INFOS ON THE SCENARIO

    The map I’m currently working on includes the area roughly from Monte Pancali (south of Lentini) in the south and the northern outskirts of Catania in the north, the sea/coastline in the east and lake Lentini in the west (it might be worthwhile to include Francofonte?). Thus the scenario will provide some options to the player. While Primosole bridge will undoubtably be of great importance, the main objective for the allied player is to capture Catania.

    I think it’s a good idea to set the morning of July 14 as a starting date for the scenario. At that point, the British paras had already conducted their coup-de-main and were in possession of the Primosole bridge. It’s the time when Germans launched their first counter-attacks. As an end date, I consider July 17, at which point Fallschirmjäger Regiment 4 landed and shifted the balance at the bridge in favour of the Germans. So this would give me a scenario duration of 3-4 days, which seems very comfortable for a COII scenario.
     
    #1 Kaunitz, May 10, 2019
    Last edited: Sep 21, 2019
  2. Kaunitz

    Kaunitz Member

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    LITERATURE

    I was able to lay my hands on most of these titles (not quite all yet):
    • Domenico ANFORA: La battaglia degli Iblei. 9-16 Iuglio 1943 (2016).
    • Lorenzo BOVI : Speciale Aeroporti: Catania, Gerbini (Sicilia WW2 Series, 2016).
    • Lorenzo BOVI / Rita DI TRIO: La difesa di Catania 1943 (Sicilia WW2 Series, 2016).
    • Lorenzo BOVI / Umberto LUGNAN / Rita DI TRIO: Il ponte di Primosole 1943 (Sicilia WW2 Series, 2018).
    • Patrick DELAFORCE: Monty’s Northern Legions. 50th Northumbrian and 15th Scottish Divisions at War 1939–1945 (2004).
    • Patrick DELAFORCE, Monty's Marauders. The 4th and 8th Armoured Brigades in the Second World War (1993).
    • John DUNFORD-SLATER, Commando: Memoirs of a Fighting Commando in World War Two (2002 [1953]).
    • Ewart Waide CLAY, The path of the 50th: The story of the 50th (Northumbrian) Division in the Second World War, 1939-1945 (1950). [very usefull & detailed; eyewitness accounts, also for the engagements before and after the battle at Primosole; The fighting for Catania north of Primosole bridge is described in quite some detail]
    • Carlo D’ESTE: Bitter Victory. The Battle for Sicily, July – August 1943 (1988). [imho the best overall account for the actions in this sector; proper research of all available (also unpublished) sources]
    • Albert N. GARLAND / Howard McGAW SMYTH: United States Army in World War II. Mediterranean Theater of Operations: Sicily and the Surrender of Italy (1965).
    • Claude GILLONO: Hermann Göring Panzer Division in Sicily (2008).
    • Claude GILLONO: Fortress. German Armour in the Defence of Sicily (Firefly Collection No.3) (2013).
    • Joseph KLEIN: Fallschirmjäger. Pioniere der 1. Fallschirmjägerdivision im Italienkrieg (sine anno). [Klein was part of the german parachute engineer btn. which fought at Primosole bridge]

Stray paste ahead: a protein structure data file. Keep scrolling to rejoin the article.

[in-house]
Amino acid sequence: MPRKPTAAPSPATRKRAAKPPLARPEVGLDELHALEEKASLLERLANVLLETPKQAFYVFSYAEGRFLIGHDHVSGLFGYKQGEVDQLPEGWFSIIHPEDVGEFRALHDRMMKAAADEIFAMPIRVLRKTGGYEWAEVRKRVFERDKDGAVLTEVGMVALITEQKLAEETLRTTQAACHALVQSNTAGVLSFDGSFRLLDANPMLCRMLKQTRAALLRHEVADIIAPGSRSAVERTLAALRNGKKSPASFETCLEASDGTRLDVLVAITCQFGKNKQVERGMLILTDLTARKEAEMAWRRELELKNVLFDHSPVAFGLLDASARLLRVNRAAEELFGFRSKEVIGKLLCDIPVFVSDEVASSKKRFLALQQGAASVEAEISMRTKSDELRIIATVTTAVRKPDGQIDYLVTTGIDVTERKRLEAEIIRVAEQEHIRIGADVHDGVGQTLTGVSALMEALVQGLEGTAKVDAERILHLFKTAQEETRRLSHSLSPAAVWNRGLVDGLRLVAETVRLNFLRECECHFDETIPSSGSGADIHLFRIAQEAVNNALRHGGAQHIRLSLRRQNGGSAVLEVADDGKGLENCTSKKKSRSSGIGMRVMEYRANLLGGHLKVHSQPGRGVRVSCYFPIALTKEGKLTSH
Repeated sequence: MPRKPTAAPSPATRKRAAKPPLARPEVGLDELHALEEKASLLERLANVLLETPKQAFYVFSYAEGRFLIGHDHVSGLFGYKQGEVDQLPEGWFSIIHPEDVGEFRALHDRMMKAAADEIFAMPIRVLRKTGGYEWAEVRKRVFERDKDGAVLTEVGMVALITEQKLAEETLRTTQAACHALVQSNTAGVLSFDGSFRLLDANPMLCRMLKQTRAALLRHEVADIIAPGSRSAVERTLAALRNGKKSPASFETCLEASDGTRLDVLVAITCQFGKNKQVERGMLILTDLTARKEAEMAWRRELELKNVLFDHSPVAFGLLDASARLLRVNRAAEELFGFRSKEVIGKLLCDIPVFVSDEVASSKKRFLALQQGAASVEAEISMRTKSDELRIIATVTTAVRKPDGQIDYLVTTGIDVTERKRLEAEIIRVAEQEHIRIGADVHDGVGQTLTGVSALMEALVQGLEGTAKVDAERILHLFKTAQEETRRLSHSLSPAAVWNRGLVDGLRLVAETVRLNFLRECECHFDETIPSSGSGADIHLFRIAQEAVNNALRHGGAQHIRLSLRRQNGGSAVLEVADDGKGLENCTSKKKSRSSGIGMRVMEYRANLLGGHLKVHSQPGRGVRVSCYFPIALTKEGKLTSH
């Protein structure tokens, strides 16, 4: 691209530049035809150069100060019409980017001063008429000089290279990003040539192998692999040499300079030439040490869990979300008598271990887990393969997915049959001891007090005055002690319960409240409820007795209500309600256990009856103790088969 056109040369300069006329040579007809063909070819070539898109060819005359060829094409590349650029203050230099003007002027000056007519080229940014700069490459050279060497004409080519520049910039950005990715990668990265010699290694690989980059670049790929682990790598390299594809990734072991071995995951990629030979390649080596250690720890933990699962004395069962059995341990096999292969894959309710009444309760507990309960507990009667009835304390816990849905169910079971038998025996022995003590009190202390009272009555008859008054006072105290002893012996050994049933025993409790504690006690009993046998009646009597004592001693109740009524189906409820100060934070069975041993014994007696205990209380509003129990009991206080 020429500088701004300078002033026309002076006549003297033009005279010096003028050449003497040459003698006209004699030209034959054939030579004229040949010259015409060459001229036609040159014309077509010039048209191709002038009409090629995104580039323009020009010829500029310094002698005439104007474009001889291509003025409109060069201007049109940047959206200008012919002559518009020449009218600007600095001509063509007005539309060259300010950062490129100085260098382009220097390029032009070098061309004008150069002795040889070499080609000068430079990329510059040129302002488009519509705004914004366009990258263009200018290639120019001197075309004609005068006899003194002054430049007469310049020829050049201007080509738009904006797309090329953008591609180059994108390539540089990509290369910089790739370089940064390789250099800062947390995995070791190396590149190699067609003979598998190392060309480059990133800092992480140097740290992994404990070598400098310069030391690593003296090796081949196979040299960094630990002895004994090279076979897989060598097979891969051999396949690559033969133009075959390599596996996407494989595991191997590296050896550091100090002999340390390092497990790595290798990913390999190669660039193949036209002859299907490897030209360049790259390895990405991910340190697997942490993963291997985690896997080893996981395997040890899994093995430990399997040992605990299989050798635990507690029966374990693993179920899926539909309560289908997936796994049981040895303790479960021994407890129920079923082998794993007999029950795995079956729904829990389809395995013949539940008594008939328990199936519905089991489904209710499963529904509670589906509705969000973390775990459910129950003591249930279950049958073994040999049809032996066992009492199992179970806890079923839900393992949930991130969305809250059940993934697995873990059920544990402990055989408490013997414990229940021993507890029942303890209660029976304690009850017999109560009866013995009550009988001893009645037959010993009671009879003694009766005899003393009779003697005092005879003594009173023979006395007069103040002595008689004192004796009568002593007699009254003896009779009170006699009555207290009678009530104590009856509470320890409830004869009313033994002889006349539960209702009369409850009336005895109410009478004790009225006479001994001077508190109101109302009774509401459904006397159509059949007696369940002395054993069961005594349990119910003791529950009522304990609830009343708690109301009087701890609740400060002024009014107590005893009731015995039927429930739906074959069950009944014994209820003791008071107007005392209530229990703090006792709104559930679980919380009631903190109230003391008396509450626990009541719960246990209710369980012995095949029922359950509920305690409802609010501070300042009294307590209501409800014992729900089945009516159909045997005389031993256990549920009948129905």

• G. KLITZING, Geschichte des Fsch.MG.Btl. und des Fsch.Gr.Werferbtl. 1, 1940-1945 (1985).
    • Frank KUROWSKI, Jump Into Hell. German Paratroopers in World War II (2010).
    • Eric LINKLATER: The Campaign in Italy (Second World War 1939 - 1945 Series, 1977).
    • Tullio MARCON, Assalto a Tre Ponti. Da Cassibile al Simeto nel Iuglio 1943 (1993).
    • Samuel W. MITCHAM Jr./ Friedrich von STAUFFENBERG: The Battle of Sicily. How the Allies Lost Their Chance for Total Victory (Stackpole Military History Series, 1991).
    • S.W.C. PACK, Operation Husky. The Allied Invasion of Sicily (1977).
    • Mike PETERS, Glider Pilots in Sicily (2012).
    • Hugh POND: Sicily (1962).
    • David RISSIK, The D.L.I. at War. The History of the Durham Light Infantry, 1939-1945 (1952).
    • Mark SALIGER: The First Bridge Too Far. Battle of Primosole Bridge 1943 (2018).
    • “US Army Foreign Military Studies, T-2 (1950)”. [contains the translated accounts given by some German generals who were involved in the campaign, including Wilhelm Schmalz]
    • Helmut WILHELMSMEYER, Der Krieg in Italien 1943-1945 (1995). [Wilhelmsmeyer was NCO in the german parachute engineer btn. that fought at Primosole bridge]
    • Mark ZUEHLKE: Operation Husky. The Canadian Invasion of Sicily, July 10 – August 7, 1943 (2008).
    -
    -
    Unfortunately, the aerial fotos for Sicily are not online (https://ncap.org.uk/)
    Allied maps containing additional recon remarks exist, but I only have some excerpts of these (in the Sicilia WW2 titles).


    ---------------------------------------------


    AXIS ORDER OF BATTLE (flak units still missing)

    PRESENT AT THE START OF THE SCENARIO:

    Gruppe Stangenberg (at Catania, this was the hotchpotch reaction force that was the first to face the British Paras at Primosole bridge)
    • (Funk)Kompanie / I. Luftnachrichten Abteilung [a parachute signal company, divisional asset]
    • mixed company (a mixed ad hoc unit of divisional staff; cooks, clerks, etc)
    Kampfgruppe Schmalz (the main axis force in this part of Sicily; only the following parts - which were holding the line around Lentini - need to be included in the present scenario)
    • II. and III. Battalion / Grenadier Regiment „Maucke“ (= 382nd Panzergrenadier Regiment, formally assigned to 15. Panzergrenadier Division) [2 infantry btns with improvised mobilisation]
    • (9., 10. or 11.) Kompanie / III. Abteilung / Panzerregiment Hermann Göring [a company of StuGs and StuHs, formally belonging to the 3rd btn of the tank regiment Hermann Göring; most likely, these were split up into very small units; I plan to set them up as platoon sized units ("Züge")]